We already wrote this morning about the ridiculous claims by The Sunday Times that Snowden’s documents had been either given to the Russians and Chinese or that they had cracked the encryption to get them — and that, because of this, the UK had to move intelligence “agents” out of Moscow for their safety. We pointed to numerous problems with the article, including many direct factual mistakes. One of the links we pointed to was Glenn Greenwald himself challenging many of the claims in the Sunday Times. This included highlighting the flat out lie that David Miranda was detained in Heathrow after visiting Snowden in Moscow (a claim the Sunday Times later simply deleted, with no correction or retraction).
Many people have been asking if the Sunday Times will say anything about the myriad problems with the article, and we now finally have a response. And it’s… to send a DMCA takedown notice to Greenwald’s publisher, First Look Media, claiming that, because he posted an image of the Sunday Times’ front page layout, he is violating their copyright. Here’s the section of Greenwald’s article the Times (really, Times Newspapers Limited, a subsidiary of News UK, which is a subsidiary of News Corp) is complaining about: The idea that this is somehow infringing is ridiculous. But here’s what the lawyers at News Corp are claiming:
We write on behalf of Times Newspapers Limited (TNL) the publishers of The Times and The Sunday Times. TNL owns the copyright in the typographical arrangement of the front page of The Sunday Times published on 14 June 2015 (Material). The Material is an original work created by employees of TNL. A copy of the Material is enclosed.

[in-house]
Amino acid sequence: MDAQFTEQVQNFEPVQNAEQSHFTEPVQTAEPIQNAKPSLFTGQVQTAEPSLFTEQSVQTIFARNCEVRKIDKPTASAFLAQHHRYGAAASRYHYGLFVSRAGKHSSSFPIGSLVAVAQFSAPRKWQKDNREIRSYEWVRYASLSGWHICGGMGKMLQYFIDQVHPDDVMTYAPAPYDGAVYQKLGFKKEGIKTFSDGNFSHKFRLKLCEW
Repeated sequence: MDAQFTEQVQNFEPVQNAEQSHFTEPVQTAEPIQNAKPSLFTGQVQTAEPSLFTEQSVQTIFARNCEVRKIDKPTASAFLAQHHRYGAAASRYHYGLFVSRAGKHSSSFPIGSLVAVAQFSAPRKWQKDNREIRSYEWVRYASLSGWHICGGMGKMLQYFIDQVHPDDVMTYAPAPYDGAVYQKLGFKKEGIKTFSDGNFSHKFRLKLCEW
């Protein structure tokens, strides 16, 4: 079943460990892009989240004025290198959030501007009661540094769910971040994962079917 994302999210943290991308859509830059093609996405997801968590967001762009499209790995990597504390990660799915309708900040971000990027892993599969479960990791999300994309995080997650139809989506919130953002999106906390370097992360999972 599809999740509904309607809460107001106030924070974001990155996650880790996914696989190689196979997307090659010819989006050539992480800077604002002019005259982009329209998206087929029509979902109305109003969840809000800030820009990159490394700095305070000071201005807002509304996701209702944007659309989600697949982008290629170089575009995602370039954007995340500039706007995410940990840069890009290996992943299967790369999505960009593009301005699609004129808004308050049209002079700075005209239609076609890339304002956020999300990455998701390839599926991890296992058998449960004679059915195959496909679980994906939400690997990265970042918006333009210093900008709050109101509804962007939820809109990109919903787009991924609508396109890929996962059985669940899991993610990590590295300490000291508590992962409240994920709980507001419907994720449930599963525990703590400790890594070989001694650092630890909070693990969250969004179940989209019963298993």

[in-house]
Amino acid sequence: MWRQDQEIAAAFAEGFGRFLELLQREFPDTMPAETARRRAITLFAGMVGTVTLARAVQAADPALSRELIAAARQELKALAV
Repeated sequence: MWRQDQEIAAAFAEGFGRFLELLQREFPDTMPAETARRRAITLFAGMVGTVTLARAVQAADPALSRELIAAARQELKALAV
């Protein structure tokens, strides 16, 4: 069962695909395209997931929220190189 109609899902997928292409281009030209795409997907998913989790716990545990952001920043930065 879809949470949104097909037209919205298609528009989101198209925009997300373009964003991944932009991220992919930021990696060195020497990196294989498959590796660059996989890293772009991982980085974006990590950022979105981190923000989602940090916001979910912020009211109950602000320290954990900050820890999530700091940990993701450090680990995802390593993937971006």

A copy of the Material appears [on First Look’s website] under the headline “THE SUNDAY TIMES’ SNOWDEN STORY IS JOURNALISM AT ITS WORST — AND FILLED WITH FALSEHOODS” (Infringing Content). The Infringing Content has been reproduced, communicated to the public and published onto the Website without TNL’s permission and as such infringes the intellectual property rights of TNL….
Later, it notes:
… we have a good-faith belief that the use is not authorized by the copyright or other intellectual property rights owner, by its agent, or by law…
To put it mildly: this is ridiculous. Of course it’s authorized by law, and that law is fair use. The UK may not have fair use, but the US does, and First Look is a US publication. The use above clearly and easily is fair use — so much so that the lawyer for News Corp pretending otherwise is either the worst lawyer ever, or is being deliberately disingenuous with this threat letter.
Even more to the point: how could anyone at News Corp not realize how this would end up? There was no way that such a letter would have the intended purpose of taking down the content and the only thing it could do would be to draw extra attention to the fact that News Corp is trying to censor one of the people forcefully criticizing its ridiculous article, and highlighting what it got wrong. And, thus, the end result is further ridicule for News Corp, and further reasons to question the credibility of the Sunday Times.